There is an exact blend of country and pop that went into the classic albums by this enchanting country songstress. Anyone capable of reproducing this formula would be followed everywhere by country artists and pop stars. Unfortunately, what actually happened in the era of this music's first wave of popularity was that everyone cooked up an individual recipe. And many of these productions had as much good taste as spaghetti sauce does after someone stirs in the burned bits from the bottom of the pan. Producer Owen Bradley's approach to Patsy Cline does have its moments of bad taste as well, and even the biggest fans of these albums will have moments when they will wish the male vocal chorus had gotten caught in traffic somewhere in the pretzel of Nashville's freeway system. Air and forget these complaints, because what is here is a rare type of country music that maintains its identity without marching forward with the usual troops of pedal steel and twangy guitars. The combo sound that is created has an incredibly light swing -- the drummer is often using brushes -- and there is an effortless sense of propulsion through rhythm arrangements both catchy and intelligent. What she and the musicians do with the numbers by Hank Williams is nothing short of a revelation, while the ballads such as "Lonely Street" are done with a moody flair that has never quite been matched.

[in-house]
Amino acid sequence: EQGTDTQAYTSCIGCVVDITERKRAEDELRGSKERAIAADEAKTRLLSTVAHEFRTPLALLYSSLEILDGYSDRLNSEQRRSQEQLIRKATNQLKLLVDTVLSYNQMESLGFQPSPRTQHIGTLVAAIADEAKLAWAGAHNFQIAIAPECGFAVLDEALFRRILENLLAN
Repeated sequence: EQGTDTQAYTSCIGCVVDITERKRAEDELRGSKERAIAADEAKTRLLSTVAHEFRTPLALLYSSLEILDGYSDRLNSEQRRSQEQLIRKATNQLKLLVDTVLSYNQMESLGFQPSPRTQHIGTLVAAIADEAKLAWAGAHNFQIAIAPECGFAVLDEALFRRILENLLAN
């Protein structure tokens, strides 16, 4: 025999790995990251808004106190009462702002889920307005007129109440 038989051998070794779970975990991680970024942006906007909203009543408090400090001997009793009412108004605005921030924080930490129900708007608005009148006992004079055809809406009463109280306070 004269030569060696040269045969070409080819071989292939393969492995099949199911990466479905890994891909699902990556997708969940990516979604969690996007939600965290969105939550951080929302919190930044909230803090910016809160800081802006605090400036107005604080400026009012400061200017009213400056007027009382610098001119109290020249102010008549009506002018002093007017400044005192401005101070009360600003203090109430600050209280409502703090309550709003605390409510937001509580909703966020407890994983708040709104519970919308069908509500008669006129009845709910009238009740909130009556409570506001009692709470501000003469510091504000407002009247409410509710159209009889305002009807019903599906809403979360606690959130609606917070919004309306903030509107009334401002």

Share this page
AllMusic Review by Eugene Chadbourne